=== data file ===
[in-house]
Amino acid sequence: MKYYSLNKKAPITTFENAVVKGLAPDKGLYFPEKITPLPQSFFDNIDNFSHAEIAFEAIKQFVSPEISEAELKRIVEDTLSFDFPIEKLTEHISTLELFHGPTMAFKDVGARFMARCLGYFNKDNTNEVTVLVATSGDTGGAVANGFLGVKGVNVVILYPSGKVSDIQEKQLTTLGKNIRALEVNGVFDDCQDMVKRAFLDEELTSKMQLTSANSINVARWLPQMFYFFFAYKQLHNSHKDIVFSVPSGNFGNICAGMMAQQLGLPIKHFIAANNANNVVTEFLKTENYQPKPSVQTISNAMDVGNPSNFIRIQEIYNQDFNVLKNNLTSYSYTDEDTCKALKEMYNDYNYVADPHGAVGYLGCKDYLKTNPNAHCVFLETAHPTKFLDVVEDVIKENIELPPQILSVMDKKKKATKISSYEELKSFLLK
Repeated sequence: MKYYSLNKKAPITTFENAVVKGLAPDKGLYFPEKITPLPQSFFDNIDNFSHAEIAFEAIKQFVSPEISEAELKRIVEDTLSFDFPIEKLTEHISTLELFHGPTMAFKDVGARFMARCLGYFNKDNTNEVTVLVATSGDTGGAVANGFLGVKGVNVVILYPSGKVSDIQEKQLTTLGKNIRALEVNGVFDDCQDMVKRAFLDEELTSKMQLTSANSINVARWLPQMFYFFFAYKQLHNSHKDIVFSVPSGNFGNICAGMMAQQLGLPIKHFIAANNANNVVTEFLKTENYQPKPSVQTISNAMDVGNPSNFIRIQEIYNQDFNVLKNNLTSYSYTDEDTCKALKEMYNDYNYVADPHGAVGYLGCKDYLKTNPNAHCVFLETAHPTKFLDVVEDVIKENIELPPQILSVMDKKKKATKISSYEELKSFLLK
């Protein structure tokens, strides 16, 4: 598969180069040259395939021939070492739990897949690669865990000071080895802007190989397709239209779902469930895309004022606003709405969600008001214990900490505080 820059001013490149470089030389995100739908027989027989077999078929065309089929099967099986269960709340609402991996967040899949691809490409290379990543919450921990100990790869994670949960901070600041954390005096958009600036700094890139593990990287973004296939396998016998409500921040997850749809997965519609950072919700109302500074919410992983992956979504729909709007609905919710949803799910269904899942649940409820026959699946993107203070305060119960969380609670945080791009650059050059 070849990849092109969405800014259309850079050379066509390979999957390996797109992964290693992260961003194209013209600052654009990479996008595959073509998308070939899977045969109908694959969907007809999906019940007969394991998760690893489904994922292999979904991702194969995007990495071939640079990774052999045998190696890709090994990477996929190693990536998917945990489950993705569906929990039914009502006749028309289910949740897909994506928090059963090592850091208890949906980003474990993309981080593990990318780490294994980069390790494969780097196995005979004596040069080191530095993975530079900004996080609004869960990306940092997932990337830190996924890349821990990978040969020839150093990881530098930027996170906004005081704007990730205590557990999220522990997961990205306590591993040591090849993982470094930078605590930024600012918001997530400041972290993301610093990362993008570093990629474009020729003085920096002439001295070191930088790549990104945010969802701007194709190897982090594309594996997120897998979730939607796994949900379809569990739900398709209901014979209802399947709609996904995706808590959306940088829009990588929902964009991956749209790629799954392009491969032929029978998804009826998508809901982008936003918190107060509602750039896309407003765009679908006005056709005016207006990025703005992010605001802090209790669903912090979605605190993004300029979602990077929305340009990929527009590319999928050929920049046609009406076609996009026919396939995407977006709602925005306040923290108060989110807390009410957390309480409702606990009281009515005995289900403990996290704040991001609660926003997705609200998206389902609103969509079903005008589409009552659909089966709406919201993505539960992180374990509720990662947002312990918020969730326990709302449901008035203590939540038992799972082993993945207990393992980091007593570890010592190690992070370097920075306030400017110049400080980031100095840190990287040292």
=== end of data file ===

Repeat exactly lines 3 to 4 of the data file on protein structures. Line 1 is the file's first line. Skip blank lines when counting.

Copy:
Repeated sequence: MKYYSLNKKAPITTFENAVVKGLAPDKGLYFPEKITPLPQSFFDNIDNFSHAEIAFEAIKQFVSPEISEAELKRIVEDTLSFDFPIEKLTEHISTLELFHGPTMAFKDVGARFMARCLGYFNKDNTNEVTVLVATSGDTGGAVANGFLGVKGVNVVILYPSGKVSDIQEKQLTTLGKNIRALEVNGVFDDCQDMVKRAFLDEELTSKMQLTSANSINVARWLPQMFYFFFAYKQLHNSHKDIVFSVPSGNFGNICAGMMAQQLGLPIKHFIAANNANNVVTEFLKTENYQPKPSVQTISNAMDVGNPSNFIRIQEIYNQDFNVLKNNLTSYSYTDEDTCKALKEMYNDYNYVADPHGAVGYLGCKDYLKTNPNAHCVFLETAHPTKFLDVVEDVIKENIELPPQILSVMDKKKKATKISSYEELKSFLLK
């Protein structure tokens, strides 16, 4: 598969180069040259395939021939070492739990897949690669865990000071080895802007190989397709239209779902469930895309004022606003709405969600008001214990900490505080 820059001013490149470089030389995100739908027989027989077999078929065309089929099967099986269960709340609402991996967040899949691809490409290379990543919450921990100990790869994670949960901070600041954390005096958009600036700094890139593990990287973004296939396998016998409500921040997850749809997965519609950072919700109302500074919410992983992956979504729909709007609905919710949803799910269904899942649940409820026959699946993107203070305060119960969380609670945080791009650059050059 070849990849092109969405800014259309850079050379066509390979999957390996797109992964290693992260961003194209013209600052654009990479996008595959073509998308070939899977045969109908694959969907007809999906019940007969394991998760690893489904994922292999979904991702194969995007990495071939640079990774052999045998190696890709090994990477996929190693990536998917945990489950993705569906929990039914009502006749028309289910949740897909994506928090059963090592850091208890949906980003474990993309981080593990990318780490294994980069390790494969780097196995005979004596040069080191530095993975530079900004996080609004869960990306940092997932990337830190996924890349821990990978040969020839150093990881530098930027996170906004005081704007990730205590557990999220522990997961990205306590591993040591090849993982470094930078605590930024600012918001997530400041972290993301610093990362993008570093990629474009020729003085920096002439001295070191930088790549990104945010969802701007194709190897982090594309594996997120897998979730939607796994949900379809569990739900398709209901014979209802399947709609996904995706808590959306940088829009990588929902964009991956749209790629799954392009491969032929029978998804009826998508809901982008936003918190107060509602750039896309407003765009679908006005056709005016207006990025703005992010605001802090209790669903912090979605605190993004300029979602990077929305340009990929527009590319999928050929920049046609009406076609996009026919396939995407977006709602925005306040923290108060989110807390009410957390309480409702606990009281009515005995289900403990996290704040991001609660926003997705609200998206389902609103969509079903005008589409009552659909089966709406919201993505539960992180374990509720990662947002312990918020969730326990709302449901008035203590939540038992799972082993993945207990393992980091007593570890010592190690992070370097920075306030400017110049400080980031100095840190990287040292």